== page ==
Sunday 22 July 2012

Movie Review: Bruce Almighty (2003)

A clever comedy with a strong cast, Bruce Almighty delivers laughs while probing issues of free will and the natural human proclivity to look out for self-interest prior to appreciating the benefits of the greater good.

Baltimore TV reporter Bruce Nolan (Jim Carrey) is desperate to land the position of news anchor. Instead, the station is happy to keep assigning him feel-good community stories to make use of his natural comic talent, and the anchor position goes to his nemesis Evan Baxter (Steve Carell). Feeling extremely sorry for himself and upset at what he perceives to be God's lack of attention to his needs, Bruce is fired for an on-camera melt-down and has a huge fight with his girlfriend Grace (Jennifer Aniston).

Bruce receives a mysterious phone number on his pager, and it leads him to an encounter with God (Morgan Freeman) at an abandoned but remarkably well polished building. God gives Bruce a chance to do better at managing life's affairs by providing him with divine powers. Bruce wastes no time in selfishly using these powers to seduce Grace and embarrass Evan, while enhancing his own reporter credentials by uncovering Jimmy Hoffa's grave site. But when it comes to meaningfully helping himself and others, Bruce discovers how difficult it is to fulfill the simplest of human aspirations, even with all the powers of God at his disposal.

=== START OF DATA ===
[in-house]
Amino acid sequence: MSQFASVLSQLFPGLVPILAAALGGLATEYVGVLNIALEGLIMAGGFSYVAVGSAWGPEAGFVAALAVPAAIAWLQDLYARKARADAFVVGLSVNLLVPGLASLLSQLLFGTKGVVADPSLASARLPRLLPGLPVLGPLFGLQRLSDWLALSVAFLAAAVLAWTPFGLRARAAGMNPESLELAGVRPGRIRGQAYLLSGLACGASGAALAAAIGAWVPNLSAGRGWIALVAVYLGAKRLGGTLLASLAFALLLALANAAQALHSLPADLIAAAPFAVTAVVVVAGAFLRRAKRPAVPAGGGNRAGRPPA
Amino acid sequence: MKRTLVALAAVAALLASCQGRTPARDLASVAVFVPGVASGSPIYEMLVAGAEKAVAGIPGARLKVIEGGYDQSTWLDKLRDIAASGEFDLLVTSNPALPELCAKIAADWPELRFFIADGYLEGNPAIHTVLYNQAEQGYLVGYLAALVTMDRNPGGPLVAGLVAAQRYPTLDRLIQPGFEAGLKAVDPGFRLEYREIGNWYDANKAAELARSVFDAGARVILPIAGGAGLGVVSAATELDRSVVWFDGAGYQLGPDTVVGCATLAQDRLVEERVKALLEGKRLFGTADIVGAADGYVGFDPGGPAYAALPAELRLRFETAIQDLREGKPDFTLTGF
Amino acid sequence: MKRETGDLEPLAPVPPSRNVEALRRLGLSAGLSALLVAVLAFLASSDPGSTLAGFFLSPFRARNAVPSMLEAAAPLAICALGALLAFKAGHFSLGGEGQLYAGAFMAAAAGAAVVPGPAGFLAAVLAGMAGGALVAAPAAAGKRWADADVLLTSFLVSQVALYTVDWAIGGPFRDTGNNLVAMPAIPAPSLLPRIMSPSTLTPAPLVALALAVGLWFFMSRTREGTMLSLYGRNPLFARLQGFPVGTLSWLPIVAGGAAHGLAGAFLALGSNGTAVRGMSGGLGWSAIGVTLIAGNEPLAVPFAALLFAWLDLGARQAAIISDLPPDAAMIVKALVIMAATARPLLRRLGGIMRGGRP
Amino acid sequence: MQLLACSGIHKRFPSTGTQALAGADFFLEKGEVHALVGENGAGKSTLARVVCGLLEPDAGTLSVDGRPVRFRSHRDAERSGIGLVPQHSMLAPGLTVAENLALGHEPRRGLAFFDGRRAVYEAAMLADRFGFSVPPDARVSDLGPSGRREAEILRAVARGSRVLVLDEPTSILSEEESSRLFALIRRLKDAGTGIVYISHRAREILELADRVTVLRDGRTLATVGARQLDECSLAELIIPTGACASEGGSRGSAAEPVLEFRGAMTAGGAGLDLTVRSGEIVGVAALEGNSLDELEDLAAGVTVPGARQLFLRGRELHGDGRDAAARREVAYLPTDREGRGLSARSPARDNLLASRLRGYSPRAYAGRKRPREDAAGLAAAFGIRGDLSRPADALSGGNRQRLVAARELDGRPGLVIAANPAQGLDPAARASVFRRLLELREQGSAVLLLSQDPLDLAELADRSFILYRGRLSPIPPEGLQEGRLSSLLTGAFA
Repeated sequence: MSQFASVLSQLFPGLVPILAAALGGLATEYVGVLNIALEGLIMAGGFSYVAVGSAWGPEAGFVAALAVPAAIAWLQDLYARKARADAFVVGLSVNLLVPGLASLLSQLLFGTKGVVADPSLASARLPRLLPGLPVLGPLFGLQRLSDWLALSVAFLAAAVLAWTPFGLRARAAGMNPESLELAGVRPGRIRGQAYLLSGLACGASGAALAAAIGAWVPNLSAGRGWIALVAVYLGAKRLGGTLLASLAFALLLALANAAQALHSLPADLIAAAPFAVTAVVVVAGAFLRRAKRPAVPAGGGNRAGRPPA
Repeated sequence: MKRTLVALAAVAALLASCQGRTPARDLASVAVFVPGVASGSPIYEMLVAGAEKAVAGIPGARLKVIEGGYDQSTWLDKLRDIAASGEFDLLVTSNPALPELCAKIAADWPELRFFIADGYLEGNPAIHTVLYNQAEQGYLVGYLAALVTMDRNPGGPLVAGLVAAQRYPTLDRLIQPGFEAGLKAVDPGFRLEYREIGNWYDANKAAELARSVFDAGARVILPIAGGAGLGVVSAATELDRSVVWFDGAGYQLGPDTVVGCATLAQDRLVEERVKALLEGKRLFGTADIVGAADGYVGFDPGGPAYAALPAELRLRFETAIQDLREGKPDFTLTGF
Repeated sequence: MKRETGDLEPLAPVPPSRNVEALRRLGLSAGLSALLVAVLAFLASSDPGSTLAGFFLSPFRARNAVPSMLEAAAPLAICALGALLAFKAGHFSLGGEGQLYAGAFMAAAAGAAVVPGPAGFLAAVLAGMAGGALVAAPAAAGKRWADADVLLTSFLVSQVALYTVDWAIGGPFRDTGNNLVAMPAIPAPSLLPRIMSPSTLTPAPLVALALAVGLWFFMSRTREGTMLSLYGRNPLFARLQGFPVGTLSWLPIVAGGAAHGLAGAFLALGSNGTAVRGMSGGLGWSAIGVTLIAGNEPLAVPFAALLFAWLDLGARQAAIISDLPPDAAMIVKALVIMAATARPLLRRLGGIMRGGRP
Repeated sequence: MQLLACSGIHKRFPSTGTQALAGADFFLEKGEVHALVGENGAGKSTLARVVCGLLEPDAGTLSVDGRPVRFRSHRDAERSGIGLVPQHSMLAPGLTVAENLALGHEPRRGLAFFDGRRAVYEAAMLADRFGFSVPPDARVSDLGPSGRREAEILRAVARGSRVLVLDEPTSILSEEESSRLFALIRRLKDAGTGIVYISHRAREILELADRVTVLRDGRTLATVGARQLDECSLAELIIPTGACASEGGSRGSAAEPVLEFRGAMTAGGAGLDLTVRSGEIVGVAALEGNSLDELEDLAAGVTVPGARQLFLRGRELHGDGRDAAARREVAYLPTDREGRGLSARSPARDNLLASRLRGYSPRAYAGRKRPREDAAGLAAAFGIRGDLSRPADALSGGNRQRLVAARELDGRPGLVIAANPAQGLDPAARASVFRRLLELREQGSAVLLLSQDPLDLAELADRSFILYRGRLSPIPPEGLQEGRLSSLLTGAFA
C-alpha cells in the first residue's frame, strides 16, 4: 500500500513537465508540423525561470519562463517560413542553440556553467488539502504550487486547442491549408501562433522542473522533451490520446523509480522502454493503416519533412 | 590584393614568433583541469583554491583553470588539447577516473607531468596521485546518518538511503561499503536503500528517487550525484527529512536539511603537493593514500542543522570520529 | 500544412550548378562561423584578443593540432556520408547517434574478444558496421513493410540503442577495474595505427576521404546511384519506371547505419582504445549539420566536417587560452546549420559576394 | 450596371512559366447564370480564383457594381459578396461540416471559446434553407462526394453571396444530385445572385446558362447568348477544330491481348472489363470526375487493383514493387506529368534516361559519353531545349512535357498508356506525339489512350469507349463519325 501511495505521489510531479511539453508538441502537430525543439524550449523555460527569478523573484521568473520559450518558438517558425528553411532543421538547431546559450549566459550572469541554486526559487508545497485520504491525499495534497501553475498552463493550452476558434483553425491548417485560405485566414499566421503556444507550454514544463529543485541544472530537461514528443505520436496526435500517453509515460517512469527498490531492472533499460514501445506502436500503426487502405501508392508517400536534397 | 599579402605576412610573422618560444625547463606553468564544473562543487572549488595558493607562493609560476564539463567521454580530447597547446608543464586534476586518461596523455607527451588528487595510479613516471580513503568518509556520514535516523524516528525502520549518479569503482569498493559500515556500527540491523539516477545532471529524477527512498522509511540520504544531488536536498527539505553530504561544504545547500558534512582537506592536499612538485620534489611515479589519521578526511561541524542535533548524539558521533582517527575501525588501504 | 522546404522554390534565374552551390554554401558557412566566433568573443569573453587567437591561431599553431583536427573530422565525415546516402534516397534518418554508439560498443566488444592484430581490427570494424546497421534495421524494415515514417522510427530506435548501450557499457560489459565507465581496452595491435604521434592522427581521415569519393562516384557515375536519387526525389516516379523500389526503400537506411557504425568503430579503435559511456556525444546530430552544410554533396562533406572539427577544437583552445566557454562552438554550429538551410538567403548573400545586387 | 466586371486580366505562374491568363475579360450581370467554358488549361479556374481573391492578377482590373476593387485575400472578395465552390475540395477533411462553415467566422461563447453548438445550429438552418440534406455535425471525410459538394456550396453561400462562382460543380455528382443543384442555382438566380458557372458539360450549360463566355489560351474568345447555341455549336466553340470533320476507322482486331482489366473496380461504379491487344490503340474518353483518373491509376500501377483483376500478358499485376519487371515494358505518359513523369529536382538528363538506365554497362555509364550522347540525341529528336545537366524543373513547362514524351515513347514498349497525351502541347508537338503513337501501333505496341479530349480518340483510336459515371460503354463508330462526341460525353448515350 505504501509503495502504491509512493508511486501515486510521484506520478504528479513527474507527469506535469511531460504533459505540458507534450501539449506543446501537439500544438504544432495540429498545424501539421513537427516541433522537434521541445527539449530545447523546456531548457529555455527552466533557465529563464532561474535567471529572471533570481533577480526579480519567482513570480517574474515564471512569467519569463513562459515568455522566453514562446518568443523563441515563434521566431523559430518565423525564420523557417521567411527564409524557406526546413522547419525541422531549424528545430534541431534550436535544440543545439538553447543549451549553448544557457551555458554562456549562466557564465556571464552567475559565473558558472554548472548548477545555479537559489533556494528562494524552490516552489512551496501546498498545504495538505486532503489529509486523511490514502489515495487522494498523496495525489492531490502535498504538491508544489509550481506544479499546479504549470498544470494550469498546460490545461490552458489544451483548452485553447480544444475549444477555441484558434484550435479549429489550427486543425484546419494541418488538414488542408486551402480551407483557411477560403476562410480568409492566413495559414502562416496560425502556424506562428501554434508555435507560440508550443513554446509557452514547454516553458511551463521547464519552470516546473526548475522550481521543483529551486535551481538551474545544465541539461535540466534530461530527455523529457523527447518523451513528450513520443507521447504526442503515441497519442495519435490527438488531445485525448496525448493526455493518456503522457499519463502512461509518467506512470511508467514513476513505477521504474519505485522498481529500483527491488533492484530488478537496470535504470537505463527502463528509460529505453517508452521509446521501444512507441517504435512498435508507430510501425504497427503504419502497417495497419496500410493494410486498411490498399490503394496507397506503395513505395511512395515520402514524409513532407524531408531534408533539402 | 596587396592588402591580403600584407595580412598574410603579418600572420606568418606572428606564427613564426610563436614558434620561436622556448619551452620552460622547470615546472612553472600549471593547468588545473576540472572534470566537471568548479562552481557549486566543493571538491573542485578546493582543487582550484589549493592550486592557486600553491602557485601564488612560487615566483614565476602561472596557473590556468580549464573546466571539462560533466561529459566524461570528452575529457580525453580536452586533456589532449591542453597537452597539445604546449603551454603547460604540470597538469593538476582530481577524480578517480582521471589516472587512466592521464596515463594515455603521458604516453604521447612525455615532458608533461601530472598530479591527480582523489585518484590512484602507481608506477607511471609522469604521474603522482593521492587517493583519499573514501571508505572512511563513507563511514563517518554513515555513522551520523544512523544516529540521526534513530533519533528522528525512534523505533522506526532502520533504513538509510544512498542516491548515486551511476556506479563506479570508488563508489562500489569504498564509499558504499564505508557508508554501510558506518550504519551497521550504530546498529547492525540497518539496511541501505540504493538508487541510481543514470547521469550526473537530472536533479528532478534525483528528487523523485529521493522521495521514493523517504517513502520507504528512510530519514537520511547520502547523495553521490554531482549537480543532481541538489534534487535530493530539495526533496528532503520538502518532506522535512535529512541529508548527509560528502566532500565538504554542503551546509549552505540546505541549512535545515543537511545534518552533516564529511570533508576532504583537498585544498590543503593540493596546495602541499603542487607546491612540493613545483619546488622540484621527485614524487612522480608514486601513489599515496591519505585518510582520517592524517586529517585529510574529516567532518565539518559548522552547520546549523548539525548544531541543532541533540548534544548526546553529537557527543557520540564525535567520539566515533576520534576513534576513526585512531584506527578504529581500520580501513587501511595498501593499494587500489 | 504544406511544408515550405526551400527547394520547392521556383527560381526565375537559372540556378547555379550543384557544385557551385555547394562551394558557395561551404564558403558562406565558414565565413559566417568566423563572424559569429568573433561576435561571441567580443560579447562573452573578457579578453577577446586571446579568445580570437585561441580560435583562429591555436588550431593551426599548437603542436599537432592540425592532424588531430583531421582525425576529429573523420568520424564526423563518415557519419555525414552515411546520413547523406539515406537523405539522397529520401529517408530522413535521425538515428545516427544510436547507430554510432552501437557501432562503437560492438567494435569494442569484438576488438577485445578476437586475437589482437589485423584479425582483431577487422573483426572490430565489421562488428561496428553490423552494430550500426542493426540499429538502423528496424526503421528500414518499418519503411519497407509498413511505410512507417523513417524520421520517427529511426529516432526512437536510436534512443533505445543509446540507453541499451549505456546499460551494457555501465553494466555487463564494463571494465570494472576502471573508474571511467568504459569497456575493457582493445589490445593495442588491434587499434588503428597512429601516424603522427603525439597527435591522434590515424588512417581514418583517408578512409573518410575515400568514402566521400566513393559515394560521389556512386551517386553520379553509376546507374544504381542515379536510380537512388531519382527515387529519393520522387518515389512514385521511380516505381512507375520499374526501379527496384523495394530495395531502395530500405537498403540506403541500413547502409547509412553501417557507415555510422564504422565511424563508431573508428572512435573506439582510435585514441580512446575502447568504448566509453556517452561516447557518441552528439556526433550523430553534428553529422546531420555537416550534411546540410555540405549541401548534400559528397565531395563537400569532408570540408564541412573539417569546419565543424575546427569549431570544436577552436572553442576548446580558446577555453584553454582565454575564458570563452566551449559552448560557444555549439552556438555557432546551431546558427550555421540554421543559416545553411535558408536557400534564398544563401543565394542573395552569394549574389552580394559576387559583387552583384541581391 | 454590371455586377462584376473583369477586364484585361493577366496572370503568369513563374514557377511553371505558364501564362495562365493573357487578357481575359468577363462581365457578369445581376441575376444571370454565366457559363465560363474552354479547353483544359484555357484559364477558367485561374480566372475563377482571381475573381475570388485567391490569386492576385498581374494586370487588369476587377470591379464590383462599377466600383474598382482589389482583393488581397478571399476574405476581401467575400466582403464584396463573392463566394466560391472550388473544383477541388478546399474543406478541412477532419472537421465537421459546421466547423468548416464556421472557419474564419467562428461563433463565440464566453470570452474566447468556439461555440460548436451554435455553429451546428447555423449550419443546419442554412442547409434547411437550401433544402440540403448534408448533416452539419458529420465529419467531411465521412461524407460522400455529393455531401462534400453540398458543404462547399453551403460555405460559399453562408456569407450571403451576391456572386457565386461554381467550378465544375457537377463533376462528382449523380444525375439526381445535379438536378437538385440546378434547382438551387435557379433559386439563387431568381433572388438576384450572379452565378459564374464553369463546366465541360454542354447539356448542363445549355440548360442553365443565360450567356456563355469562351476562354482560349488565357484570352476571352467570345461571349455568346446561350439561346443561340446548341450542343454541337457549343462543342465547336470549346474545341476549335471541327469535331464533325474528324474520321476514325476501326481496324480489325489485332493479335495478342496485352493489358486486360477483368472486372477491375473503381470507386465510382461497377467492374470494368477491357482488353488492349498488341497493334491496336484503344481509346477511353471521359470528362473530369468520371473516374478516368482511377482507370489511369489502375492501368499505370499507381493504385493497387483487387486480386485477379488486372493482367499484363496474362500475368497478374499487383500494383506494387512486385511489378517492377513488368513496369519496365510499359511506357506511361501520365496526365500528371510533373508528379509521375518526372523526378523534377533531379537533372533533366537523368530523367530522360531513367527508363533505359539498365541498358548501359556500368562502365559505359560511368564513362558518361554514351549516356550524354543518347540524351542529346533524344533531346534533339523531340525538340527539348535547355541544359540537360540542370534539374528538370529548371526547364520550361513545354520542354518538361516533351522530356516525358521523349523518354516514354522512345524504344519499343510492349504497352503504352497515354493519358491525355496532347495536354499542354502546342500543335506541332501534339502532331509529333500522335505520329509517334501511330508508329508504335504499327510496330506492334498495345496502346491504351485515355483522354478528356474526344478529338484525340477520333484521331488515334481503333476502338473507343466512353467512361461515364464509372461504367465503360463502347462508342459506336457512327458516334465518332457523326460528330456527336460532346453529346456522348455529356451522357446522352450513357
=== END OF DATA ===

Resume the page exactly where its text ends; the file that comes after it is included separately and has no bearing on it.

Bruce Almighty has plenty of bravado, screenwriters Steve Koren, Mark O'Keefe,and Steve Oedekerk not satisfied at portraying God but going further and finding plenty of comic material in exploring what happens to mere mortals when provided with God-like powers. The comic elements mesh well with the message of taking personal responsibility before whining about divine failure. Director Tom Shadyac uses a light touch to mix the ingredients, the comedy remaining brisk and the lessons inferred rather than hammered.

Jim Carrey co-produced Bruce Almighty, and plays Bruce with just a touch of hysterical God-blame, enough to provide leeway for some classic moments of Carrey physical comedy. And when he does obtain God's powers, Bruce defaults to the expected behaviour from a man with a large chip on his shoulder, fixing what he perceives to be the wrongs in his life prior to even noticing what anyone else may need.

In support, Steve Carell, in one of earliest screen roles, demonstrates plenty of the comic potential that would catapult him into his own starring roles. Jennifer Aniston is confined to the typical, underdeveloped cute girlfriend role, Grace never explaining why she is hanging out with a Bruce who is initially so filled with negative hate towards his life.

There is no more distinguished and capable actor to play God than Morgan Freeman, and he adds plenty of class to Bruce Almighty with a performance emphasizing benevolence with just a hint of mischievousness.

Bruce Almighty has the power to entertain, and uses it wisely.

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